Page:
On a related note, the pandemic has also caused a slight souring of relations between some sections of people within the United States and Canada - the shared border between the two countries was closed for all but essential travel, with all travelers into Canada (citizen or not) required by law to quarantine for two weeks upon arrival. While this has mostly been seen as a reasonable measure to slow the spread, especially given the abysmally bad infection rate south of the shared border, some particularly selfish Americans have taken advantage of the highway route between Washington state and Alaska, which passes through Canada note , to skirt the rules. Reports of harassment of people with American plates in Canada (many of whom are legal residents of the country) have been common since the border was closed, and opinions on Americans have dipped slightly in Canada as a result of these few.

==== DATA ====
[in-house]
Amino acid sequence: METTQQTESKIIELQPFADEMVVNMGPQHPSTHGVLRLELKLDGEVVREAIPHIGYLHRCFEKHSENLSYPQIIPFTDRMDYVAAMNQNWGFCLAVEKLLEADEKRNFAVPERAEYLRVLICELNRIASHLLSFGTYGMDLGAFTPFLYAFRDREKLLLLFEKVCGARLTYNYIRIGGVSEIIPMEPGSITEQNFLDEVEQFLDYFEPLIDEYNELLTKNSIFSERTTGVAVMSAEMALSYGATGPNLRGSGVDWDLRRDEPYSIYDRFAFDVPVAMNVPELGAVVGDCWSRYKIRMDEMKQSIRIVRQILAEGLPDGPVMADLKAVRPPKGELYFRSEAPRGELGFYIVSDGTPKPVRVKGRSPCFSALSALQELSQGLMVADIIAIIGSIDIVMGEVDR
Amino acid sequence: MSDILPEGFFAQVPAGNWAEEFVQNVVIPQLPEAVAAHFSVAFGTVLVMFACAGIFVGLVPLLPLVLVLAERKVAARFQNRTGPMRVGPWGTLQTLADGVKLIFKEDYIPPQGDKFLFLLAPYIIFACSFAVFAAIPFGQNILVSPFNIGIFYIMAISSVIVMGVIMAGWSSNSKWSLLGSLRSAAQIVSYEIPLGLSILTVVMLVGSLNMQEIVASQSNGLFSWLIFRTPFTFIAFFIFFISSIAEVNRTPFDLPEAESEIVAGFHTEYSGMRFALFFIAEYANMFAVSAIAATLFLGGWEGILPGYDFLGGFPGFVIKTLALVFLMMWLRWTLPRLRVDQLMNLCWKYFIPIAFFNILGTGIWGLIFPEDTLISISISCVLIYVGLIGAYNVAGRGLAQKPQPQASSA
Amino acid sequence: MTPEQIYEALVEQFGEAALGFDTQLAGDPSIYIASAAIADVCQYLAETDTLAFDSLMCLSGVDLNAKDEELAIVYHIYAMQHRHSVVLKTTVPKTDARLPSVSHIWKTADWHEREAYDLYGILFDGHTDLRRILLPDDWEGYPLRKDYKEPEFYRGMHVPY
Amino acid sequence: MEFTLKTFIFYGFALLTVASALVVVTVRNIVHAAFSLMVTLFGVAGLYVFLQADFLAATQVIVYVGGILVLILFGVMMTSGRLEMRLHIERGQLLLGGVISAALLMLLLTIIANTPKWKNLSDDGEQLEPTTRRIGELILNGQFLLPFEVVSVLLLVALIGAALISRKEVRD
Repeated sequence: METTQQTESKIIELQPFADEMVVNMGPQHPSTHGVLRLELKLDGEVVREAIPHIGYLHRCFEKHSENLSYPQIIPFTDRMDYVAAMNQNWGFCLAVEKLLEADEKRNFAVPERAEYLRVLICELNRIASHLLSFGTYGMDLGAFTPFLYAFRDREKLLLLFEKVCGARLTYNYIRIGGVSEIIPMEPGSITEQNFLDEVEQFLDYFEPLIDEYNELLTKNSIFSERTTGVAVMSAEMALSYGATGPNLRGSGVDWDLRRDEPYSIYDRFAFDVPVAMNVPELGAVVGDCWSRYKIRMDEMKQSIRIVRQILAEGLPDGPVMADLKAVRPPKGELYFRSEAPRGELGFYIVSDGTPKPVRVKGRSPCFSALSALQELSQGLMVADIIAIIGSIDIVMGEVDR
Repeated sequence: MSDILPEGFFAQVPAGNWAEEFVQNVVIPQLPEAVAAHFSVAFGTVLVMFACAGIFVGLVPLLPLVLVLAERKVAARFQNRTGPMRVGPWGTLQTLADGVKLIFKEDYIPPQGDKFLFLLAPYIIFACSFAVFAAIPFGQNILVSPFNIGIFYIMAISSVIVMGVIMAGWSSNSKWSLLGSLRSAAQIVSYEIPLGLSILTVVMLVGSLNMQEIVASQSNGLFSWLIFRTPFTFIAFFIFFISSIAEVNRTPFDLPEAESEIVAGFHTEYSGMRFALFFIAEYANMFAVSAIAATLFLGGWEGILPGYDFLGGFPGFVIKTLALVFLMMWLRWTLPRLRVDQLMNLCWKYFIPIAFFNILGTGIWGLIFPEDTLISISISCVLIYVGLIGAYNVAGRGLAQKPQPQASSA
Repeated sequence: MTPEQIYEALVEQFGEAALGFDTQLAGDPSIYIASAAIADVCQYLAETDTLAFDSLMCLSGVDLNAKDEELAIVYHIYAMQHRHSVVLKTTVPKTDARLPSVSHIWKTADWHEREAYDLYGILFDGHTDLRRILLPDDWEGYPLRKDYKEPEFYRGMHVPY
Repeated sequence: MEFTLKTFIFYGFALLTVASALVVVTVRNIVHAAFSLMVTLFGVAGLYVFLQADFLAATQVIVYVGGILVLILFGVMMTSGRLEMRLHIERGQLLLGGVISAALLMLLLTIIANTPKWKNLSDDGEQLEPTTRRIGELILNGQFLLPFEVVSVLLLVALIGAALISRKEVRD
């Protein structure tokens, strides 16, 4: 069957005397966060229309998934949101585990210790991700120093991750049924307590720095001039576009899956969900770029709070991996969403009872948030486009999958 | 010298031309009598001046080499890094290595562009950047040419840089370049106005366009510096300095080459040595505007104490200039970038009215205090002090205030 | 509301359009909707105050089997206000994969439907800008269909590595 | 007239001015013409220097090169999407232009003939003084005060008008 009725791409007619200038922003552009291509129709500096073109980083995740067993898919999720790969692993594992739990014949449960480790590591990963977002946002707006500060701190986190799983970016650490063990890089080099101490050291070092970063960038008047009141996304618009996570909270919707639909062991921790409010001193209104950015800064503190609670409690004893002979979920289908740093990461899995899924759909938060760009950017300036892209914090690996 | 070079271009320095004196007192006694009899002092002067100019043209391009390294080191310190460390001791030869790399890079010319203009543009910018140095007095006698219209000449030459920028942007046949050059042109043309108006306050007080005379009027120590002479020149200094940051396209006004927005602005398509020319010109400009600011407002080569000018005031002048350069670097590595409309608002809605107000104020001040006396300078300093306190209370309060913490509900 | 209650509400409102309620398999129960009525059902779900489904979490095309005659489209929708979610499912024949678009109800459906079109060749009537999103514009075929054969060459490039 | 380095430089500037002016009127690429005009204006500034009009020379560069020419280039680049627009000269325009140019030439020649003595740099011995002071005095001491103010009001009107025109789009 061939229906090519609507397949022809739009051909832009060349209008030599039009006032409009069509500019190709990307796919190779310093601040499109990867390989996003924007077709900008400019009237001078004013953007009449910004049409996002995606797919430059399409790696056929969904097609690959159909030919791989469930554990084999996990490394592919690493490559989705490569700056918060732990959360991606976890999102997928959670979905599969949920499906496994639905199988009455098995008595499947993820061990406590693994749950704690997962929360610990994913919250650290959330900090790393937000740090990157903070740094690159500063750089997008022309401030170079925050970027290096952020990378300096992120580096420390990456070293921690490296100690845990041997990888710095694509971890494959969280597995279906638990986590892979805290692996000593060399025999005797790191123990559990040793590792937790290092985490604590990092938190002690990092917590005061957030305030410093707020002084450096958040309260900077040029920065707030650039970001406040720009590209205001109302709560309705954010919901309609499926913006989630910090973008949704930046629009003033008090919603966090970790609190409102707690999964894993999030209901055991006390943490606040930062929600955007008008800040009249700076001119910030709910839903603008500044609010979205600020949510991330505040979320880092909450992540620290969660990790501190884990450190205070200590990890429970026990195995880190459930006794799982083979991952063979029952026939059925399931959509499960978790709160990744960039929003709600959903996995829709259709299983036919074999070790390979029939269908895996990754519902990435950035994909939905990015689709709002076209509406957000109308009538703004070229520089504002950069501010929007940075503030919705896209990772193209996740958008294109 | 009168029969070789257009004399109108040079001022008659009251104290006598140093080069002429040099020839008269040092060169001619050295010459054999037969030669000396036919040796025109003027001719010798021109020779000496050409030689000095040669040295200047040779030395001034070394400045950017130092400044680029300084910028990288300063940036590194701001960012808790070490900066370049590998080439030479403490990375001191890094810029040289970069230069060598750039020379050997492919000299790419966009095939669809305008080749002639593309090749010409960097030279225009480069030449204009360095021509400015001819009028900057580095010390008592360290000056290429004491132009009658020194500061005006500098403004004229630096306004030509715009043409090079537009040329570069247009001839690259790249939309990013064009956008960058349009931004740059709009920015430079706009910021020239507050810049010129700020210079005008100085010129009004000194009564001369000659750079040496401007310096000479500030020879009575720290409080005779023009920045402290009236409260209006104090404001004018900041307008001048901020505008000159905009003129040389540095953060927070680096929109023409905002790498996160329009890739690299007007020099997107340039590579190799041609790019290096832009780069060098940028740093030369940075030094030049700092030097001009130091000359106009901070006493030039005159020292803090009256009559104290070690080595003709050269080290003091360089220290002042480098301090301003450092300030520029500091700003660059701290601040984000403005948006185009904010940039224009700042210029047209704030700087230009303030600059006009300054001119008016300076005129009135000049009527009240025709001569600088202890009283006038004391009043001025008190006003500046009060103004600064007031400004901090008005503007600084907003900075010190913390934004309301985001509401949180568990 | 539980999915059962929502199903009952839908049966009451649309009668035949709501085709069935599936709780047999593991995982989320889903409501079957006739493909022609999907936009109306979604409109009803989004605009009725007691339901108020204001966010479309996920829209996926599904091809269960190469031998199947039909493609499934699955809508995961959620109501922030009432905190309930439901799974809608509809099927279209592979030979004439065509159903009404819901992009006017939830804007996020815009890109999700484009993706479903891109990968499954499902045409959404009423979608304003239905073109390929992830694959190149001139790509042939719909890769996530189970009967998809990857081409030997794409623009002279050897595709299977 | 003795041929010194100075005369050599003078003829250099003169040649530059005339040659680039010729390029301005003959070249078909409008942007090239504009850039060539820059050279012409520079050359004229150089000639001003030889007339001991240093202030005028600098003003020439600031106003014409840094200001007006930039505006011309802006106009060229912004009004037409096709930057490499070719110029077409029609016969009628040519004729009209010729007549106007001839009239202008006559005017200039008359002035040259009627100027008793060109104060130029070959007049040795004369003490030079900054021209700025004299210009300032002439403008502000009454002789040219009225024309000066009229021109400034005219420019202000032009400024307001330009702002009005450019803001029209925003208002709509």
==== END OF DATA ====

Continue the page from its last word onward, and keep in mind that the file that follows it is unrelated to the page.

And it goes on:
The pandemic has also caused supply shortages across the globe from hand sanitizers, food, toilet paper, hand soaps, surgical masks, protective gear, and even hair dye (primarily due to mass panic buying), thus forcing grocery stores to ration produce and goods. The food shortages are made even worse when farmers are forced to destroy their own crops and produce despite the significantly increased demand for food from grocery stores and food banks.note